Skip to comments.Tying it Together: Massive, Pernicious Fraud
Posted on 10/16/2009 12:34:44 PM PDT by Attention Surplus Disorder
Let's not mince words here:
The entire finance and real-estate "industry" is filled with massive, pernicious fraud, and we now have only one question remaining - will The Government do its lawful and mandated job, that of prosecuting the bad actors, or has it joined with the fraudsters, become one with them, and thus, declare itself as a gang of mobsters rather than a legitimate government? The latter, of course will beg only the question of what should be an ordinary American's response.
Let's start with what may be one of the most outrageous yet least-actionable examples: Alan Greenspan.
Alan Greenspan, the former Federal Reserve chairman, said Thursday that banking regulators should consider breaking up large financial institutions considered too big to fail.
Those banks have an implicit subsidy allowing them to borrow at lower cost because lenders believe the government will always back them up. That squeezes out competition and creates a danger to the financial system, Mr. Greenspan told the Council on Foreign Relations in New York, according to Bloomberg News.
This is the "former Fed President" who winked and nodded at what he knew was an unlawful merger of Citibank and Travelers, then personally advocated and lobbied for the passage of Gramm-Leach-Bliley - the law that not only tore down Glass-Steagall but retroactively made that merger legal.
Citibank, may I remind everyone, has been the largest of the "too big to fail" banks, and has received what is arguably somewhere around $2 trillion in "support", both formal and informal, over the last 20 years. Today, Citibank has outstanding hundreds of billions of dollars in formal government backstops.
Let us next progress to the mess in our Real Estate markets. And here I will take a page from history:
Yes, the public bought. By 1925 they were buying anything, anywhere, so long as it was in Florida. One had only to announce a new development, be it honest or fraudulent, be it on the Atlantic Ocean or deep in the wasteland of the interior, to set people scrambling for house lots. "Manhattan Estates" was advertised as being "not more than three fourths of a mile from the prosperous and fast-growing city of Nettie"; there was no such city as Nettie, the name being that of an abandoned turpentine camp, yet people bought.
Uh huh. And what did they buy with?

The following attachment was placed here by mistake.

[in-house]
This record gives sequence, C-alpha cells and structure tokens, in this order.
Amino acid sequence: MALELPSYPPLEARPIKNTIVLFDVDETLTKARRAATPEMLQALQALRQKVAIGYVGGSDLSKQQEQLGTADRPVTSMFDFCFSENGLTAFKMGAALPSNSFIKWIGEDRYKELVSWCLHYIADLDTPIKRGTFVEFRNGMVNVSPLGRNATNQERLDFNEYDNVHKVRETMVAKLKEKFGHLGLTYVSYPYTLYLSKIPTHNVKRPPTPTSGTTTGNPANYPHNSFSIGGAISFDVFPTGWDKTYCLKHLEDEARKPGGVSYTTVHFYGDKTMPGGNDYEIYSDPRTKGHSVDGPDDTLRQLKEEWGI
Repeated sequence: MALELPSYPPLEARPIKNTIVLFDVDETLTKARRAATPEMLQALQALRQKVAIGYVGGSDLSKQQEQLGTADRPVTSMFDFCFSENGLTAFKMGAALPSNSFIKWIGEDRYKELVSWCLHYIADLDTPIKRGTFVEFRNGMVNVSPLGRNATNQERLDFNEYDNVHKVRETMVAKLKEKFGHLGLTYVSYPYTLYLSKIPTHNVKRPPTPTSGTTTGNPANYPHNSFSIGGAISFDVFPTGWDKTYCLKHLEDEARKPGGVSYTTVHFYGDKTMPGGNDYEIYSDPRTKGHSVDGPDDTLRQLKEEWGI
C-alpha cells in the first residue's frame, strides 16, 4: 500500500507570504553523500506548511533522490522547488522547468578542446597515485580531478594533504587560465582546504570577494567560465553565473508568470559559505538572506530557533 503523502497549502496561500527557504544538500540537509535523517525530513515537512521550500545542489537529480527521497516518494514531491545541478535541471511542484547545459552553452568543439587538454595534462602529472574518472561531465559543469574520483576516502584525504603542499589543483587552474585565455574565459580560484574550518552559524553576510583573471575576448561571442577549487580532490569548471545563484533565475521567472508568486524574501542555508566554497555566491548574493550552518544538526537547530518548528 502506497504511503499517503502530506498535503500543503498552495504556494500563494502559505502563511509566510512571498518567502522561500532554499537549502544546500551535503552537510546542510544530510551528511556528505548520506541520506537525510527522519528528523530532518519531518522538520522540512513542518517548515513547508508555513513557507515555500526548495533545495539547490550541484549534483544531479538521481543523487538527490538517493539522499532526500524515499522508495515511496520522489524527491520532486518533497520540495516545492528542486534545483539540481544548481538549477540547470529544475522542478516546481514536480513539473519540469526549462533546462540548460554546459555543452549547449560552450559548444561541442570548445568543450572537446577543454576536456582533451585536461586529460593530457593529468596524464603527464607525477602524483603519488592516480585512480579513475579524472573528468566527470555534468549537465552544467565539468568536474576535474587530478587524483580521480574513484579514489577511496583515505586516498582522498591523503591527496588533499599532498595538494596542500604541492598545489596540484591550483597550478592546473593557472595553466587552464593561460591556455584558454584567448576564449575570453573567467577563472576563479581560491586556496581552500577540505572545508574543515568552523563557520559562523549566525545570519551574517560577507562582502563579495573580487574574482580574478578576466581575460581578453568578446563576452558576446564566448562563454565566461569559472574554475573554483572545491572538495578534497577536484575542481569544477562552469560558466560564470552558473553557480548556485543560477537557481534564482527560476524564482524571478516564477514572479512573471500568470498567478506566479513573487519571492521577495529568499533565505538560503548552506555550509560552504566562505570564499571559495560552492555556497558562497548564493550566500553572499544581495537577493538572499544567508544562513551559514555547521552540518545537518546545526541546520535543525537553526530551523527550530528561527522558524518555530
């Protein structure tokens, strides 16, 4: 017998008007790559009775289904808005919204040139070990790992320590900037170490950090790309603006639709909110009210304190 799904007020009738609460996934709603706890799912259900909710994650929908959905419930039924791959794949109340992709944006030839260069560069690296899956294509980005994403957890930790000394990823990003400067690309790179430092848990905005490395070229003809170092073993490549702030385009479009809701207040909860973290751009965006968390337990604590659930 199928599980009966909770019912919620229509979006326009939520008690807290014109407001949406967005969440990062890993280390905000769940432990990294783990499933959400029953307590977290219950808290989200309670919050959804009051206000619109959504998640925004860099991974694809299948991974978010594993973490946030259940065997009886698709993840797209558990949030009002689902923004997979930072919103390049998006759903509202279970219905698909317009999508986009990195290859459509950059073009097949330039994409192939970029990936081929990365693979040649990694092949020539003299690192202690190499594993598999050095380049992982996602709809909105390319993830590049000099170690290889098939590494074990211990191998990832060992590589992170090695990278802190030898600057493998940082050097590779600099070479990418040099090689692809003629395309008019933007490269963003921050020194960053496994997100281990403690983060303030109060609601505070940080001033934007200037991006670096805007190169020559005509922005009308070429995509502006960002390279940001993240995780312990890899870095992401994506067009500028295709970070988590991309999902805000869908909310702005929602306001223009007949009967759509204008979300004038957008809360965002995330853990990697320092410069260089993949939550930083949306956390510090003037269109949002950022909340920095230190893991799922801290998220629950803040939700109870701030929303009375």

During the 1920s and into the early 30s, many of the citizenry of this country chose to live above their means. They chose the interest only loan because it allowed them to purchase a larger home for less money. What happened when the stock market crashed and jobs were scarce, and there was no income? Many of these people were left without homes; as they had chosen to simply pay the interest on their mortgage there was no equity built into their homeownership. When no equity builds, and the income ceases, the bank forecloses and residents are forced from their homes.
Of course in the 1920s there were no computers, and therefore whatever you wanted to sell you had to be able to record in a ledger book and work on a piece of paper or adding machine. This made the concept of 100,000-page "offering documents" impossible, but it sure didn't stop people from "inventing" interest-only loans that would never have their principal paid off.
This sort of fraudulent financial game is nothing new. Indeed, it has featured prominently in every major financial collapse. The 1873 and 1929 market crashes and subsequent Depressions were both caused by such games - in railroads in the 1873s in the US and in real estate in Europe, and in literally everything in the US in the 1920s.
Nor are games with titles and other illegalities new:
Speculation was easy-and quick. No long delays while titles were being investigated and deeds recorded; such tiresome formalities were postponed.
The binder, of course, did not complete the transaction. But few people worried much about the further payments which were to come. Nine buyers out of ten bought their lots with only one idea, to resell, and hoped to pass along their binders to other people at a neat profit before even the first payment fell due at the end of thirty days. There was an immense traffic in binders-immense and profitable.
And what do we have banks demanding today?
Oct. 13 (Bloomberg) -- Banks will push the Obama administration to expand its mortgage-modification program to allow interest-only periods on reworked loans, seeking to bring more homeowners into the initiative while recognizing concern that it may only postpone defaults, according to JPMorgan Chase & Co.
You mean "seeking to rip off more homeowners and steal their house", right?
Let's continue to be blunt: